Polkadot is a well-known proof-of-stake project developed by Gavin Wood, a former Ethereum co-founder. The network’s goal is to solve the interoperability problem in the blockchain industry, where most cryptocurrencies exist individually. This article will explain what Polkadot is, how it differs from other chains, and then identify examples of its ecosystem.
What is Polkadot?
Polkadot describes itself as a layer-zero platform because of its ability to connect multiple chains. It uses both relay chains and parachains to achieve its goal. Relay chain is the backbone of the network that is responsible for its shared security, consensus, and interoperability. Parachain, on the other hand, is an individually-independent network that can create its own tokens.
Other key parts of the network are parathreads and bridges. Bridges create a network that allows parachains and parathreads to communicate with other blockchain networks like Ethereum and Solana.
Other participants help to ensure that Polkadot’s ecosystem works well. For example, since it is a proof-of-stake platform, it uses validators to confirm transactions. It also uses nominators, collators, and fishermen. The latter are individuals who monitor the network to identify bugs and other malicious activities. So, let us look at some of the Polkadot cryptocurrencies.
Kusama is an integral part of the Polkadot ecosystem. Indeed, it was built by Gavin Wood himself and is used by most developers in Polkadot’s ecosystem. It even describes itself to be a cousin to Polkadot. Kusama is a network that acts as a playground for developers seeking to join Polkadot’s ecosystem.
The concept behind Polkadot is easy to grasp. The network lets developers start their creative projects and see whether they will be successful enough to move to Polkadot. Therefore, developers tend to build projects, identify bugs, and run multiple experiments to gauge their success.
Some analysts have criticized the idea of Kusama as a separate project with KSM as its native token. They argue that Kusama is the only one of its kind in the industry and that other developers have substituted it using testnets. A testnet is a blockchain project that is in its testing phase. Most projects pass through testnet before they move to the mainnet.
Proponents for Kusama argue that the network is necessary to ensure that apps brought to Polkadot’s ecosystem are ready and that they don’t have significant bugs. They also point to the fact that some developers are even foregoing moving their apps to Polkadot and launching them in Kusama.
KSM is the native token for the ecosystem and has multiple roles such as nominating validators, validating the network, and facilitating voting on parachain auctions.
Moonbeam is a popular Polkadot platform that won the initial parachain auctions. The network’s goal is to help expand to new chains. It is an Ethereum-compatible smart contract platform that gives developers tools to easily deploy their apps.
Moonbeam’s ecosystem is growing. In the past few months, platforms like Convergence, Solarfare, and Curve Finance have launched on their platform. According to its website, other platforms that are set to launch in Moonbeam are Ocean Protocol, Idex, and SushiSwap.
Moonbeam other product is known as Moonriver, which is a leading DeFi platform built on Kusama. Moonriver is integrated with platforms like SushiSwap, Tether, Frax, Lido, and Band Protocol.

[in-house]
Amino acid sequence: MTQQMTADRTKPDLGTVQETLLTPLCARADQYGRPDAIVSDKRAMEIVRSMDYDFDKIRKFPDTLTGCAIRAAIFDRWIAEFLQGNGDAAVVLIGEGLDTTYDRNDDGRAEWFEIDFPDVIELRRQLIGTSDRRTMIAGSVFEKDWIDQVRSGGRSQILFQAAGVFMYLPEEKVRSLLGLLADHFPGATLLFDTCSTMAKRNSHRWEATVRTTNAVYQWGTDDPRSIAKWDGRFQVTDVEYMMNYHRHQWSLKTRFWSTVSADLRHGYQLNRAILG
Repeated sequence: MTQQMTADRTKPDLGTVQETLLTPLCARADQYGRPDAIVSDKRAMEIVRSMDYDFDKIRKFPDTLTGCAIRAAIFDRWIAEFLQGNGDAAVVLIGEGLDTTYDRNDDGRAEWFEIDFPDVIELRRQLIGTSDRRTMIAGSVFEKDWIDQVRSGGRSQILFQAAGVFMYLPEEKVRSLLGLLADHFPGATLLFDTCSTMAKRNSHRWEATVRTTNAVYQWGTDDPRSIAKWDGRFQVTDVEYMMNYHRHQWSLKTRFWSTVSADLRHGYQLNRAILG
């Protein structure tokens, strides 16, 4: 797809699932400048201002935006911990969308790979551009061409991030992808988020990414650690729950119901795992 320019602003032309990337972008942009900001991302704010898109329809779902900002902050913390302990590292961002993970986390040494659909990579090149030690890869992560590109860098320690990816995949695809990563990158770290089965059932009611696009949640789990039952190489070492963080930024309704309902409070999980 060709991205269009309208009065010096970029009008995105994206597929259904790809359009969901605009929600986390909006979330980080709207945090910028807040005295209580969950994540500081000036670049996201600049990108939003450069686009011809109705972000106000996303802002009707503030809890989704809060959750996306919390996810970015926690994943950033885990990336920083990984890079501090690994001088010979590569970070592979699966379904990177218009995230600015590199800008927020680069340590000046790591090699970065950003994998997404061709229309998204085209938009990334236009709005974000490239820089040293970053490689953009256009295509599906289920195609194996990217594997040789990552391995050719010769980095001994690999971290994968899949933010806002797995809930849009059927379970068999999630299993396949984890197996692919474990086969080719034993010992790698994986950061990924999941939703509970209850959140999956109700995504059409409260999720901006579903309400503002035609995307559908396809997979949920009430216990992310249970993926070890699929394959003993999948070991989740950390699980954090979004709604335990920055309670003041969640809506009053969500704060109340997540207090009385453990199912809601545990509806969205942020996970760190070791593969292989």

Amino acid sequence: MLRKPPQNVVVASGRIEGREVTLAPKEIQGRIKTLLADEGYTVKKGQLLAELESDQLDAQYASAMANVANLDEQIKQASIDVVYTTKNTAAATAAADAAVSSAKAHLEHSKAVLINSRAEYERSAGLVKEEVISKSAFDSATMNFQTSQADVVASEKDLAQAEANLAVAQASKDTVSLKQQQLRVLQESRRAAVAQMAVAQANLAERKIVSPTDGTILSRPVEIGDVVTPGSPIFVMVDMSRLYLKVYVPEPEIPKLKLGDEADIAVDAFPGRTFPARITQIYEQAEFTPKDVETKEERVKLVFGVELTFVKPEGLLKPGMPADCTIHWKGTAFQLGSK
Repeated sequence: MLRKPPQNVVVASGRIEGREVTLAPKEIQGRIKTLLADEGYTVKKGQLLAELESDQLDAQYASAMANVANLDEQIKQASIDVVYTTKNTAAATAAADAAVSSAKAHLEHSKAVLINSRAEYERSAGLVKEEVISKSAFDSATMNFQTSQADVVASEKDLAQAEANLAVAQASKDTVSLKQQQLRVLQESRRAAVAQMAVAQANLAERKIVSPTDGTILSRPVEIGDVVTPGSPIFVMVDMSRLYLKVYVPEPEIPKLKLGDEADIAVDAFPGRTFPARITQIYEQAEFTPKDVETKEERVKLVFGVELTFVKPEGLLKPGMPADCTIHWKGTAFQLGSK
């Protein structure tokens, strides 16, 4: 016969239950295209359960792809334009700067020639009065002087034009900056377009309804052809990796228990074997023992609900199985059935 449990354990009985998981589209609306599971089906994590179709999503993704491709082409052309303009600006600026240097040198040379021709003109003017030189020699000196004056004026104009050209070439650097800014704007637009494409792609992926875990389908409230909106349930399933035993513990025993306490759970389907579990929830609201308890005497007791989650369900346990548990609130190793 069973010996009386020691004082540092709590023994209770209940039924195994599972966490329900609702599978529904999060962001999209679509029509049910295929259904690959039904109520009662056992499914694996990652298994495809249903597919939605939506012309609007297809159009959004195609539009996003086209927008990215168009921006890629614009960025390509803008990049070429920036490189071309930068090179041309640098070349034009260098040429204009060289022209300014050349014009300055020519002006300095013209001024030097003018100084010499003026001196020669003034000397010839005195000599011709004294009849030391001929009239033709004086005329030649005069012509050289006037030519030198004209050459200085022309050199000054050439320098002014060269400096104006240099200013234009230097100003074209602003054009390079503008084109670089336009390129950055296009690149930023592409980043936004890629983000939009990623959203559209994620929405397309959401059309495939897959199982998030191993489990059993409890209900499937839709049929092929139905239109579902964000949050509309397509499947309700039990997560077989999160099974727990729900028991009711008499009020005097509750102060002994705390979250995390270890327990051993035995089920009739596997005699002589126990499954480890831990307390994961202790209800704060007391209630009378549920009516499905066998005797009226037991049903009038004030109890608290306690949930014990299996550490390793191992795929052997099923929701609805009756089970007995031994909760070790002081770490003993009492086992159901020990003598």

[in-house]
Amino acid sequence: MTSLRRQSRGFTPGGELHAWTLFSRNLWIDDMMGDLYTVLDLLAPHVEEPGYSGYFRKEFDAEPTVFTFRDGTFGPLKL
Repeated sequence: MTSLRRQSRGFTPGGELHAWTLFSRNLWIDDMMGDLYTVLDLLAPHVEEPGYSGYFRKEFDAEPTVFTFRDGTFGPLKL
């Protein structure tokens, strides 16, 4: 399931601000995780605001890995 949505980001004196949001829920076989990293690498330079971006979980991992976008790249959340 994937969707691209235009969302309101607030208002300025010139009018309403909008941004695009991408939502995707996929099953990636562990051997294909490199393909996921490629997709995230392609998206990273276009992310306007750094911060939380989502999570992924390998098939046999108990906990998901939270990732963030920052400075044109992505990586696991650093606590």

The native token for Moonbeam is known as GLMR, while that of Moonriver is known as MOVR. The two coins are used to secure the network. They are also used to reward people who backed the networks during the crowd loans. According to CoinGecko, GLMR has a market cap of over $571 million, while Moonriver is valued at over $193 million.
Acala Network is a popular blockchain project built on Polkadot. It is a decentralized finance network and liquidity platform that helps developers to scale their apps. It is also compatible with Ethereum’s network. People who use apps built using Acala experience minimal fees and faster speeds. Acala differs from other layers 1 networks in that it owns its own stablecoin known as Acala Dollar (aUSD), which is backed by DOT and DOT derivatives.
Acala also has its native token that is known as ACA ACA is used to pay transaction fees, boost governance of the platform, algorithmic risk adjustment, and Pallet development.
With Acala, you can bridge assets like DOT and others to the network. You can also earn interest by staking LP tokens or collateral and mint your own aUSD token. The ACA token has a market cap of over $150 million.
It is also worth noting that Acala has a sister network known as Karura, which was the first winner of Kusama’s parachain auctions.
Clover Finance is another blockchain project built in Polkadot’s ecosystem. It is a substrate-based layer-1 network that is compatible with Ethereum’s network. It has multiple features like Ethereum Virtual Machine (EVM) compatibility, lower gas fees, gasless end-user experience, and identity-based fee. Most importantly, since it is a Polkadot platform, it has universal cross-chain features.
Clover Finance runs cross-chain wallets on Android and iOS that people can use to buy and sell digital assets. It also runs an app store for DeFi apps. By so-doing, Clover helps to remove the silos that exist in DeFi and helps to connect multiple platforms with one another.
Clover Finance has a cryptocurrency known as CLV that has a market cap of about $14 million.
Polkadot is aiming to create a platform that can be used to build applications that are interconnected across multiple chains. In this article, we have looked at some of the most popular apps built using the network. What we can conclude is that, unlike popular projects like Ethereum and Solana, Polkadot’s apps are small and have a longer path for growth.